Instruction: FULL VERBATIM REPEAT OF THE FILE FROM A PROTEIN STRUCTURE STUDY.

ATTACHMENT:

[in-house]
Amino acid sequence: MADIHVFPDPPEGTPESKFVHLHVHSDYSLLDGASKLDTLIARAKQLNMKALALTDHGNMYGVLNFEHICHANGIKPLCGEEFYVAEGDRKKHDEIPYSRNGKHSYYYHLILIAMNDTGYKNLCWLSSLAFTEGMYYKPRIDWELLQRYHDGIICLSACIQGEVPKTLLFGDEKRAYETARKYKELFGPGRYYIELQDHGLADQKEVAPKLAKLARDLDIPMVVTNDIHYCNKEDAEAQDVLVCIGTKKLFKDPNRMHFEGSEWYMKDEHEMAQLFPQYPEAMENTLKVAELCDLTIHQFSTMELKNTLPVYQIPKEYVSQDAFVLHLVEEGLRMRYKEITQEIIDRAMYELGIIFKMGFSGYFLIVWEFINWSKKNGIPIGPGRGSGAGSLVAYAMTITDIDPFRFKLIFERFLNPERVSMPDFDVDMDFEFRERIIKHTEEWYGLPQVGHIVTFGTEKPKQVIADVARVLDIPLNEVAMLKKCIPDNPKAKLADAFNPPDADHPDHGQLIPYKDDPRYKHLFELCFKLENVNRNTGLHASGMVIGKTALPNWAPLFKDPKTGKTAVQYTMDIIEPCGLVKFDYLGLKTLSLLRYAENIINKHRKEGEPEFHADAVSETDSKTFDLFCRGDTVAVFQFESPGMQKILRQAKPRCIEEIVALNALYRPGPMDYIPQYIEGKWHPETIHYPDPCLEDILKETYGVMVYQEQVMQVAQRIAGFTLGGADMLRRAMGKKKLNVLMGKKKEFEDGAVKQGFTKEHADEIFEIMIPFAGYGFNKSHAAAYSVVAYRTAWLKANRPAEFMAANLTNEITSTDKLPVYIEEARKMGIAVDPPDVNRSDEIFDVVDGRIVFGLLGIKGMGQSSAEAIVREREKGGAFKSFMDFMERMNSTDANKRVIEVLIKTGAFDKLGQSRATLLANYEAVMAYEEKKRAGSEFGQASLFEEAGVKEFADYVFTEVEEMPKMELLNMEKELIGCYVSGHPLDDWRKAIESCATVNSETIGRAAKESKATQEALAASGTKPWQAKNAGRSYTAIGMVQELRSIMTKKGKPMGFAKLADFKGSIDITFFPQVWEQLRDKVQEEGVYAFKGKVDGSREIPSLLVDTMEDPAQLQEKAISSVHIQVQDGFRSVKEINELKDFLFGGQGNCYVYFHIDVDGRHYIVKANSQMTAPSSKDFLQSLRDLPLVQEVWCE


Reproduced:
[in-house]
Amino acid sequence: MADIHVFPDPPEGTPESKFVHLHVHSDYSLLDGASKLDTLIARAKQLNMKALALTDHGNMYGVLNFEHICHANGIKPLCGEEFYVAEGDRKKHDEIPYSRNGKHSYYYHLILIAMNDTGYKNLCWLSSLAFTEGMYYKPRIDWELLQRYHDGIICLSACIQGEVPKTLLFGDEKRAYETARKYKELFGPGRYYIELQDHGLADQKEVAPKLAKLARDLDIPMVVTNDIHYCNKEDAEAQDVLVCIGTKKLFKDPNRMHFEGSEWYMKDEHEMAQLFPQYPEAMENTLKVAELCDLTIHQFSTMELKNTLPVYQIPKEYVSQDAFVLHLVEEGLRMRYKEITQEIIDRAMYELGIIFKMGFSGYFLIVWEFINWSKKNGIPIGPGRGSGAGSLVAYAMTITDIDPFRFKLIFERFLNPERVSMPDFDVDMDFEFRERIIKHTEEWYGLPQVGHIVTFGTEKPKQVIADVARVLDIPLNEVAMLKKCIPDNPKAKLADAFNPPDADHPDHGQLIPYKDDPRYKHLFELCFKLENVNRNTGLHASGMVIGKTALPNWAPLFKDPKTGKTAVQYTMDIIEPCGLVKFDYLGLKTLSLLRYAENIINKHRKEGEPEFHADAVSETDSKTFDLFCRGDTVAVFQFESPGMQKILRQAKPRCIEEIVALNALYRPGPMDYIPQYIEGKWHPETIHYPDPCLEDILKETYGVMVYQEQVMQVAQRIAGFTLGGADMLRRAMGKKKLNVLMGKKKEFEDGAVKQGFTKEHADEIFEIMIPFAGYGFNKSHAAAYSVVAYRTAWLKANRPAEFMAANLTNEITSTDKLPVYIEEARKMGIAVDPPDVNRSDEIFDVVDGRIVFGLLGIKGMGQSSAEAIVREREKGGAFKSFMDFMERMNSTDANKRVIEVLIKTGAFDKLGQSRATLLANYEAVMAYEEKKRAGSEFGQASLFEEAGVKEFADYVFTEVEEMPKMELLNMEKELIGCYVSGHPLDDWRKAIESCATVNSETIGRAAKESKATQEALAASGTKPWQAKNAGRSYTAIGMVQELRSIMTKKGKPMGFAKLADFKGSIDITFFPQVWEQLRDKVQEEGVYAFKGKVDGSREIPSLLVDTMEDPAQLQEKAISSVHIQVQDGFRSVKEINELKDFLFGGQGNCYVYFHIDVDGRHYIVKANSQMTAPSSKDFLQSLRDLPLVQEVWCE